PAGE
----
Café au Lait Macule
Image and content excerpted from the VisualDx clinical decision support system.
VisualDx images show variation in age, skin color, and disease stage. VisualDx has 12 images of Café au Lait Macule.
Full text and additional images for Café au Lait Macule are available in the following VisualDx packages:
709.00 – Dyschromia unspecified
L81.3 – Café au lait spots
SynopsisCafé au lait macules (CALMs) are localized areas of hyperpigmentation. The term refers to the characteristic homogeneous color of "coffee with milk," which may be light to dark brown. Onset is usually evident in early childhood, although they may be present at birth; lesions may be solitary or multiple and increase in size with age. Single lesions are present in 10–20% of the US population. One percent of healthy young adults have up to 3 CALMs. Lesions are more common in darker-skinned races (3% of Hispanic and 18% of black newborns have them) and have a darker "espresso" pigmentation compared to those seen in whites.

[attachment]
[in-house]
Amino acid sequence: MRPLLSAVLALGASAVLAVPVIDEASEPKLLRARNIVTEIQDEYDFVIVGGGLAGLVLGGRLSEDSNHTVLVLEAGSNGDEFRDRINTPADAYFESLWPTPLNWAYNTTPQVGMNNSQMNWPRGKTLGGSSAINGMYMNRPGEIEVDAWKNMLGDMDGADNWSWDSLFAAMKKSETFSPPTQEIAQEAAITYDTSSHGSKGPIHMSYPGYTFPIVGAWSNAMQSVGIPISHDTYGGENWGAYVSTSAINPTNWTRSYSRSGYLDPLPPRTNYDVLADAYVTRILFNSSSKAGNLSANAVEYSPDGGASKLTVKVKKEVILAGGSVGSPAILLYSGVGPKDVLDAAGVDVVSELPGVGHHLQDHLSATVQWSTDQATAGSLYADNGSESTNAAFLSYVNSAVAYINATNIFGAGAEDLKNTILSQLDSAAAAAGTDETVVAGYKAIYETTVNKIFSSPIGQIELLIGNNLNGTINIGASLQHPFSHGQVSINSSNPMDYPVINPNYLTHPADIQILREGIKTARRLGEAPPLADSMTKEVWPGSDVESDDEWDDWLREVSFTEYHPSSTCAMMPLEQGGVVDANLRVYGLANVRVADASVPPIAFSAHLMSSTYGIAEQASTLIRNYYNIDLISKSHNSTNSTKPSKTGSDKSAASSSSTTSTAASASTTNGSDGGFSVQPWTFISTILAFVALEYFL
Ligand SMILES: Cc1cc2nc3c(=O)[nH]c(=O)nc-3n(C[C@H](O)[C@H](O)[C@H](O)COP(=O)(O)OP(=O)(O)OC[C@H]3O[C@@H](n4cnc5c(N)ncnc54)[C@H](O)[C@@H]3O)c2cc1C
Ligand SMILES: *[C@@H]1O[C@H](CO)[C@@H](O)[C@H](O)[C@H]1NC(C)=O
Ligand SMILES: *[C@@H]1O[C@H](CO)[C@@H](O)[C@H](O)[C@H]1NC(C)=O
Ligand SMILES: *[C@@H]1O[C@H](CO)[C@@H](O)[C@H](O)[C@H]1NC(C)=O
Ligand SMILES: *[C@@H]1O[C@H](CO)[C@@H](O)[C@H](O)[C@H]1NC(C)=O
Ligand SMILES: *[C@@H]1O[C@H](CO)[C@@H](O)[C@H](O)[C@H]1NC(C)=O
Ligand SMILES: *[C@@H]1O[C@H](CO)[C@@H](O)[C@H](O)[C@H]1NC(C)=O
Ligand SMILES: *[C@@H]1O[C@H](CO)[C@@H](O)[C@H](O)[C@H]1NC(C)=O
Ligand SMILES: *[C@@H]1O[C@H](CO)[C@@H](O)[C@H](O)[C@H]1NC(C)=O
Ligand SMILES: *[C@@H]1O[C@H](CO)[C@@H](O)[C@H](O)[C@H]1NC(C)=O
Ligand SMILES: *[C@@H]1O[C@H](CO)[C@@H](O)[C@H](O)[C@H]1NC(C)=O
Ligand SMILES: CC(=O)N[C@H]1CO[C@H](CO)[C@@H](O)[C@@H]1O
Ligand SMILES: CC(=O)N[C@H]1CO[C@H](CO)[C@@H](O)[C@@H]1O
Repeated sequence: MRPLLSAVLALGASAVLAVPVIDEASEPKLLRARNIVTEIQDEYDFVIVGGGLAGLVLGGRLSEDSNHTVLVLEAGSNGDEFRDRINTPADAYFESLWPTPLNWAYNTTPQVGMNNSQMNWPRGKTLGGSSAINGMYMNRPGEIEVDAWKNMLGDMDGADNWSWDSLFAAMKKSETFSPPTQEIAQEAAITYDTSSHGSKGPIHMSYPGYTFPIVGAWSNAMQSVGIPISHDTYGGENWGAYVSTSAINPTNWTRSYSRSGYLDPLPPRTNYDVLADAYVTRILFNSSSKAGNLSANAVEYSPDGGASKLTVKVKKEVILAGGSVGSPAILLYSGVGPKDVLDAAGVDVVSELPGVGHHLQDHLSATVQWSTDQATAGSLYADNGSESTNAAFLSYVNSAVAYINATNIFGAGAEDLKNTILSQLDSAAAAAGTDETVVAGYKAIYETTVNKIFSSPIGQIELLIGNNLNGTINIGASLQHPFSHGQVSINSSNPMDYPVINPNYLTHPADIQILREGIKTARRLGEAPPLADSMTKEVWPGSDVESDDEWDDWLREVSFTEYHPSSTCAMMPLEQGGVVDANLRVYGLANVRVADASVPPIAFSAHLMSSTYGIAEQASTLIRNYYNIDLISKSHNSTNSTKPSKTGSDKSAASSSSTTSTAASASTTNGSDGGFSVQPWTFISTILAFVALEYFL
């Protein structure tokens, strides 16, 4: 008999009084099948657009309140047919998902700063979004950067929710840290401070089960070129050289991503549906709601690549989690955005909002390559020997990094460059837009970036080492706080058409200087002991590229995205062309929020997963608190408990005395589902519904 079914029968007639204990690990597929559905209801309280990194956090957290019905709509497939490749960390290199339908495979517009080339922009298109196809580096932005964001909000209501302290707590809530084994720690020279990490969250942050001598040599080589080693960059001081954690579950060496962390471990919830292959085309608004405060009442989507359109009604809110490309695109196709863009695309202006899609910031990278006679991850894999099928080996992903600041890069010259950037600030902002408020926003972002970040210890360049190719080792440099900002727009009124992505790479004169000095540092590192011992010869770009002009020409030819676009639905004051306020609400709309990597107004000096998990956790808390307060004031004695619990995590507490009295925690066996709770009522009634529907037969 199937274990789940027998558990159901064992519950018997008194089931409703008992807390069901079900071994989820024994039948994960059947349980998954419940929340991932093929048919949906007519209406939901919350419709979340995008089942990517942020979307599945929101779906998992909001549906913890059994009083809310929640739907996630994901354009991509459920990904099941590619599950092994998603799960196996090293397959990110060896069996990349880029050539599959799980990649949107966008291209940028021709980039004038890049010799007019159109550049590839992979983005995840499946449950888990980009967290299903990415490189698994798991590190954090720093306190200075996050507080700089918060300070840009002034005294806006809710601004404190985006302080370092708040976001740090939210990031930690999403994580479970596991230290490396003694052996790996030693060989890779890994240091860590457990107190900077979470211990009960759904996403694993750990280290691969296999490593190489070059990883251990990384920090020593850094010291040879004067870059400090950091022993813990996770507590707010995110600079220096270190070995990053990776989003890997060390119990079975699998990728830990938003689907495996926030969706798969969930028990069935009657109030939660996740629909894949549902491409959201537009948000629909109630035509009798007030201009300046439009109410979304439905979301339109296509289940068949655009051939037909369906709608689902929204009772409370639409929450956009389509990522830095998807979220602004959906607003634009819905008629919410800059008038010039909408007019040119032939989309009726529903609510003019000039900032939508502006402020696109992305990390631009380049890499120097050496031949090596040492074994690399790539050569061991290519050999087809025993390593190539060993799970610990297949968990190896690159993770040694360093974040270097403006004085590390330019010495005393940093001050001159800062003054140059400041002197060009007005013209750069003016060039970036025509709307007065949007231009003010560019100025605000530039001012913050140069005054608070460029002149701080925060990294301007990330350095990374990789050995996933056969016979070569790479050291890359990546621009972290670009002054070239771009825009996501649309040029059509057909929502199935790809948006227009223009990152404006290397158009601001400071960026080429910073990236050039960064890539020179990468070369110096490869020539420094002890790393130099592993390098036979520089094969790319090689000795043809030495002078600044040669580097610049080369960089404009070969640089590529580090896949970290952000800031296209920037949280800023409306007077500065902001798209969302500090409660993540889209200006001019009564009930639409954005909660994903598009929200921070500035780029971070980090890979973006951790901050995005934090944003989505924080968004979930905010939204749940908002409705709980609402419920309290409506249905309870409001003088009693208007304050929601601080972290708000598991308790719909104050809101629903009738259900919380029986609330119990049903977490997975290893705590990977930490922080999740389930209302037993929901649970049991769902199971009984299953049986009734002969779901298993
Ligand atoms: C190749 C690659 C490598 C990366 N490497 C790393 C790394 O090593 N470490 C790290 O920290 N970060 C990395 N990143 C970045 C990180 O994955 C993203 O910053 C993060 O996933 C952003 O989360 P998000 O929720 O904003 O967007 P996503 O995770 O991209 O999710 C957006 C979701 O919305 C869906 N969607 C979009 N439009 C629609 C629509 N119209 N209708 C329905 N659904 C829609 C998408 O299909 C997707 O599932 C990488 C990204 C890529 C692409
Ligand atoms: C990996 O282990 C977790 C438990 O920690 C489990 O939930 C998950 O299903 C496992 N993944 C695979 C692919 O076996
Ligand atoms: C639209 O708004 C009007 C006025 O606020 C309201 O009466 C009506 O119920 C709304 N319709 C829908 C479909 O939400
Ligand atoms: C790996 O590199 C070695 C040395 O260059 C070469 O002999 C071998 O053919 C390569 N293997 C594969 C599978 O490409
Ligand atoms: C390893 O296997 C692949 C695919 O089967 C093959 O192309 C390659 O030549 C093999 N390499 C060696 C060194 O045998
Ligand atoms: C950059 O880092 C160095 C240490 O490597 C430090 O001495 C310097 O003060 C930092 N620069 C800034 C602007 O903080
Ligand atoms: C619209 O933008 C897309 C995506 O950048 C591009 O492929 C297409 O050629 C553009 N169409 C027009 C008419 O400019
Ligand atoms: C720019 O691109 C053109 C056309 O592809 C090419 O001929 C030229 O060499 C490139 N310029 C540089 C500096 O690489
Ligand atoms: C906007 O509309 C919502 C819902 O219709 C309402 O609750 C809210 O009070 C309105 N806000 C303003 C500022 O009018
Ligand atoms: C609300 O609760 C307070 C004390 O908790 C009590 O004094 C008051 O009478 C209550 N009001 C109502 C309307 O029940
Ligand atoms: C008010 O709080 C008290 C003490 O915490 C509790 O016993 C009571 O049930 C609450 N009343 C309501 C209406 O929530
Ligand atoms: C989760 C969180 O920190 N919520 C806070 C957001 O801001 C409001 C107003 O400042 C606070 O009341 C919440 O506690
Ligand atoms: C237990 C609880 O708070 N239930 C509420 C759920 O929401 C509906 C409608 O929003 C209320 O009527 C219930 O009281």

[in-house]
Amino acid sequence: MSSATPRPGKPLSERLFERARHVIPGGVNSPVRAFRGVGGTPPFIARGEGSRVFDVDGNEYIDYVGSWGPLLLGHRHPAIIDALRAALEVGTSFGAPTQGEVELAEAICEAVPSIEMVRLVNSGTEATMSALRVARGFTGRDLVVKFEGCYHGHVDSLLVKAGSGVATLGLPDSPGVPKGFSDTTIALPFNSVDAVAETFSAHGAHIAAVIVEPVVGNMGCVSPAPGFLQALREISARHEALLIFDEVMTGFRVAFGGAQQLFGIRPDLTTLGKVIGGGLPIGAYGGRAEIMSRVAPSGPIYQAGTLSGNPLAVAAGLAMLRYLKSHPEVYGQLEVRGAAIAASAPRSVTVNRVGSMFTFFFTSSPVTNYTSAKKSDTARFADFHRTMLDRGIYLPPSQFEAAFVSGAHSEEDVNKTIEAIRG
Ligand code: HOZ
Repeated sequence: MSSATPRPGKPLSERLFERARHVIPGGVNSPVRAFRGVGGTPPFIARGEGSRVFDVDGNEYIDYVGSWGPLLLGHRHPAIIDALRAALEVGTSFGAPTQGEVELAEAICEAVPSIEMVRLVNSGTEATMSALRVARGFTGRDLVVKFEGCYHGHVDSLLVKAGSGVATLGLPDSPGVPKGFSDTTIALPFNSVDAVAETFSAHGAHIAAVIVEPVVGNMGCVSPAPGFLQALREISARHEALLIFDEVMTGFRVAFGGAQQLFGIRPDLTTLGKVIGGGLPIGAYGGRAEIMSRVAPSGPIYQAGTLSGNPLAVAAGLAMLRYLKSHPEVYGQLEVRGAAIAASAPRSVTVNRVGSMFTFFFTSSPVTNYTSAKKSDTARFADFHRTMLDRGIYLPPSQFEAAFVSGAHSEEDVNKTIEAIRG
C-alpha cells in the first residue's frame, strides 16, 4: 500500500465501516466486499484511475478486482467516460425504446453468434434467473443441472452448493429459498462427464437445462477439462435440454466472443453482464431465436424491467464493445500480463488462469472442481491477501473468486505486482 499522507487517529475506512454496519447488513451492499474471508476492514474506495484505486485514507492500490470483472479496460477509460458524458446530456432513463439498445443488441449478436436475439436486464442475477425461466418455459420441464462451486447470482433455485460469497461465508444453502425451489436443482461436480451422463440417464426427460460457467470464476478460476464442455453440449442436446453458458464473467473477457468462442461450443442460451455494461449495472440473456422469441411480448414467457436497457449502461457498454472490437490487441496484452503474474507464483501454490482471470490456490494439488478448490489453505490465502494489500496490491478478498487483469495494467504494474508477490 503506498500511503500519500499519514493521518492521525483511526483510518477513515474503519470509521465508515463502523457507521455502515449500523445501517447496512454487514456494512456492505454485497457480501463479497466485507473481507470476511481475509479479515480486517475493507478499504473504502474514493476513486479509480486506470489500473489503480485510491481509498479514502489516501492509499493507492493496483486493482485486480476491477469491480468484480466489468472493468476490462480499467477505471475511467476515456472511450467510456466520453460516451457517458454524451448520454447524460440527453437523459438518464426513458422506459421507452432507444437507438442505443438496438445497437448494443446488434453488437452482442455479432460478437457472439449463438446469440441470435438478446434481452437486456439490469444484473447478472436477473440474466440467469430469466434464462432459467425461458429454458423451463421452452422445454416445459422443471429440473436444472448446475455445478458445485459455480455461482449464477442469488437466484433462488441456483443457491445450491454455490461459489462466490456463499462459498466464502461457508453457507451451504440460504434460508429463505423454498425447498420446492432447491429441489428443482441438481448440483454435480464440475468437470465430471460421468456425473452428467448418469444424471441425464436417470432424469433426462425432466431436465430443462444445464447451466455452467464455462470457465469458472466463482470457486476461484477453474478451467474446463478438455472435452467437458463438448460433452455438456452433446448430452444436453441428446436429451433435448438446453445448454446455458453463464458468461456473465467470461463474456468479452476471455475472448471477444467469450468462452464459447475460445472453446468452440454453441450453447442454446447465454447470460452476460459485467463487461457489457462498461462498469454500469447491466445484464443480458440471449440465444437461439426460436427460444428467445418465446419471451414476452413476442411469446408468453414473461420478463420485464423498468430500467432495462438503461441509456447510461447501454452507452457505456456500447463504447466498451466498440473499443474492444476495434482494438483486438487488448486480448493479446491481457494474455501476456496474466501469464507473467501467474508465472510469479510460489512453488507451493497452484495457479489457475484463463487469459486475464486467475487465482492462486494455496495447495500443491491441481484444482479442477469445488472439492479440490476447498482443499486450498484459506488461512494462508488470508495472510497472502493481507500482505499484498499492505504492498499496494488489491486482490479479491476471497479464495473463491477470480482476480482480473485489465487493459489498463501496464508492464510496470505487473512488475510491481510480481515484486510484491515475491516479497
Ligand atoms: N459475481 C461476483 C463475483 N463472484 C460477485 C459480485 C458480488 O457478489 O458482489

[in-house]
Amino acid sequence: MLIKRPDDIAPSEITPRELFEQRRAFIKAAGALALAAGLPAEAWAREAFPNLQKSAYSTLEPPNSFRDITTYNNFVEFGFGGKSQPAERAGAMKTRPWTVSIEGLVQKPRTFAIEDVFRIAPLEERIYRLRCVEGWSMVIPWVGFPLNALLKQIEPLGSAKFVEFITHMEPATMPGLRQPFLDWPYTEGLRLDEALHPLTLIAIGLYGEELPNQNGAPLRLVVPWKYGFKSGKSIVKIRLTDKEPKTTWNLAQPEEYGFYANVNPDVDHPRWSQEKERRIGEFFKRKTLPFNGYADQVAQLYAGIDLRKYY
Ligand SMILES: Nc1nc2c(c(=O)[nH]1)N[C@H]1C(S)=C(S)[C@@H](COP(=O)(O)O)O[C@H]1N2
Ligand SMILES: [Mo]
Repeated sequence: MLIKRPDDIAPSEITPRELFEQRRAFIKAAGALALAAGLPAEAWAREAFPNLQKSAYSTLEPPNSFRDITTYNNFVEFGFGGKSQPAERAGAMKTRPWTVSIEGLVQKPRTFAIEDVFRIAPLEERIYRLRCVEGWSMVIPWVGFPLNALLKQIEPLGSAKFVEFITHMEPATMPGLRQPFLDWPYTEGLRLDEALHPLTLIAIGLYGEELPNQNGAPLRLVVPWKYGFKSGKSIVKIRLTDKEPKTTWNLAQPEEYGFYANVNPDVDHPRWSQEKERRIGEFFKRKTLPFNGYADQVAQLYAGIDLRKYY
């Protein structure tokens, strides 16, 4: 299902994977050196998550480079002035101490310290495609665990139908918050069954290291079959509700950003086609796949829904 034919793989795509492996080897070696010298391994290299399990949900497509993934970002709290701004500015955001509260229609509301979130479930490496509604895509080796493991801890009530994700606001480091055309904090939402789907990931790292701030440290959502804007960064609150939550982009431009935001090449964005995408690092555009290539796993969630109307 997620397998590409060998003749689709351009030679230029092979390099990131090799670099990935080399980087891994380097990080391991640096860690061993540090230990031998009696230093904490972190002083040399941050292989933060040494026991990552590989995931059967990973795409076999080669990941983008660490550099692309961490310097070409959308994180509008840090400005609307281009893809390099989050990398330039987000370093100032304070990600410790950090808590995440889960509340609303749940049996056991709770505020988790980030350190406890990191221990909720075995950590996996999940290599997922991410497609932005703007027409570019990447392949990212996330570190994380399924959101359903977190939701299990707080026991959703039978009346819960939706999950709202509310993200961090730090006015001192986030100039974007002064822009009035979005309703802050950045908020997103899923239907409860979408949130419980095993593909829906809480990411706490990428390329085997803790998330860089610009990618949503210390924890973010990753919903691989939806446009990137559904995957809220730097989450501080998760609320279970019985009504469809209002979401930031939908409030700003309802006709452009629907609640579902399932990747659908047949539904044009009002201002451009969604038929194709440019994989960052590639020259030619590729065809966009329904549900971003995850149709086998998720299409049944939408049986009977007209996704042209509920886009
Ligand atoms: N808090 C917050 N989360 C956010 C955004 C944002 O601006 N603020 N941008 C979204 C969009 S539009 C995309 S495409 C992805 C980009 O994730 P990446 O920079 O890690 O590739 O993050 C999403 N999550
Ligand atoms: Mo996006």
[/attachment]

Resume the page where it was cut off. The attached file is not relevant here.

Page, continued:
They are located anywhere on the skin surface and vary in size but are usually 2–5 cm in adults. Multiple CALMs should alert the clinician to the possibility of an underlying systemic disease.
Disorders associated with multiple CALM are as follows – Neurofibromatosis (with 6 or more CALM), McCune-Albright syndrome, tuberous sclerosis, Fanconi anemia, Watson syndrome (a subset of neurofibromatosis associated with pulmonic stenosis), Noonan syndrome, cardio-facio-cutaneous syndrome, Jaffe-Campanacci syndrome, juvenile xanthogranulomas, Westerhof syndrome, piebaldism, Mukamel syndrome, LEOPARD (or Moynahan's) syndrome, Bannayan-Riley-Ruvalcaba syndrome, partial unilateral lentiginosis, Cowden's disease, gastrocutaneous syndrome, ataxia-telangiectasia, Bloom syndrome, multiple endocrine neoplasia, Johnson-McMillin syndrome, Tay syndrome, Silver-Russell syndrome, and Leschke's syndrome.